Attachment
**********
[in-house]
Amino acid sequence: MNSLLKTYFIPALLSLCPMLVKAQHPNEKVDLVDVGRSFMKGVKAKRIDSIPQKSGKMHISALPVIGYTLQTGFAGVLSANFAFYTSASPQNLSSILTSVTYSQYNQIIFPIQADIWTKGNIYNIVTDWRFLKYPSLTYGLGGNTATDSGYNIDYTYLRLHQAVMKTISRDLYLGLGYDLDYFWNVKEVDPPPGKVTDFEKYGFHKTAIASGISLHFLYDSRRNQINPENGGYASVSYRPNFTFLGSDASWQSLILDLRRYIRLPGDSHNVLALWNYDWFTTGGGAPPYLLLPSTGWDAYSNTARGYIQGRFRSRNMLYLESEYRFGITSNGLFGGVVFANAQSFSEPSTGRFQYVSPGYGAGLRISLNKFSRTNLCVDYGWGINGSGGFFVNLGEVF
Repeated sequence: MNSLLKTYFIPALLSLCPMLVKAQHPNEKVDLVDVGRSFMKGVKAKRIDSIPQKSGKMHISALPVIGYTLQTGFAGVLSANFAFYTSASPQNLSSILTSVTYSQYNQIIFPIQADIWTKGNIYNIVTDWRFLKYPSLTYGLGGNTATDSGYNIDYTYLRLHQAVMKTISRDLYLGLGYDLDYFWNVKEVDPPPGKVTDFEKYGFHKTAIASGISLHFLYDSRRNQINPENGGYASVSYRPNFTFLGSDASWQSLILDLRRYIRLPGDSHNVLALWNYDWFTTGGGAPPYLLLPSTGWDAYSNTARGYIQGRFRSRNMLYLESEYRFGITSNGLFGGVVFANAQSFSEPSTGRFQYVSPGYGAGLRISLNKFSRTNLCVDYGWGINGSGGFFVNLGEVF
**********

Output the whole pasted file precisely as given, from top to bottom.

[in-house]
Amino acid sequence: MNSLLKTYFIPALLSLCPMLVKAQHPNEKVDLVDVGRSFMKGVKAKRIDSIPQKSGKMHISALPVIGYTLQTGFAGVLSANFAFYTSASPQNLSSILTSVTYSQYNQIIFPIQADIWTKGNIYNIVTDWRFLKYPSLTYGLGGNTATDSGYNIDYTYLRLHQAVMKTISRDLYLGLGYDLDYFWNVKEVDPPPGKVTDFEKYGFHKTAIASGISLHFLYDSRRNQINPENGGYASVSYRPNFTFLGSDASWQSLILDLRRYIRLPGDSHNVLALWNYDWFTTGGGAPPYLLLPSTGWDAYSNTARGYIQGRFRSRNMLYLESEYRFGITSNGLFGGVVFANAQSFSEPSTGRFQYVSPGYGAGLRISLNKFSRTNLCVDYGWGINGSGGFFVNLGEVF
Repeated sequence: MNSLLKTYFIPALLSLCPMLVKAQHPNEKVDLVDVGRSFMKGVKAKRIDSIPQKSGKMHISALPVIGYTLQTGFAGVLSANFAFYTSASPQNLSSILTSVTYSQYNQIIFPIQADIWTKGNIYNIVTDWRFLKYPSLTYGLGGNTATDSGYNIDYTYLRLHQAVMKTISRDLYLGLGYDLDYFWNVKEVDPPPGKVTDFEKYGFHKTAIASGISLHFLYDSRRNQINPENGGYASVSYRPNFTFLGSDASWQSLILDLRRYIRLPGDSHNVLALWNYDWFTTGGGAPPYLLLPSTGWDAYSNTARGYIQGRFRSRNMLYLESEYRFGITSNGLFGGVVFANAQSFSEPSTGRFQYVSPGYGAGLRISLNKFSRTNLCVDYGWGINGSGGFFVNLGEVF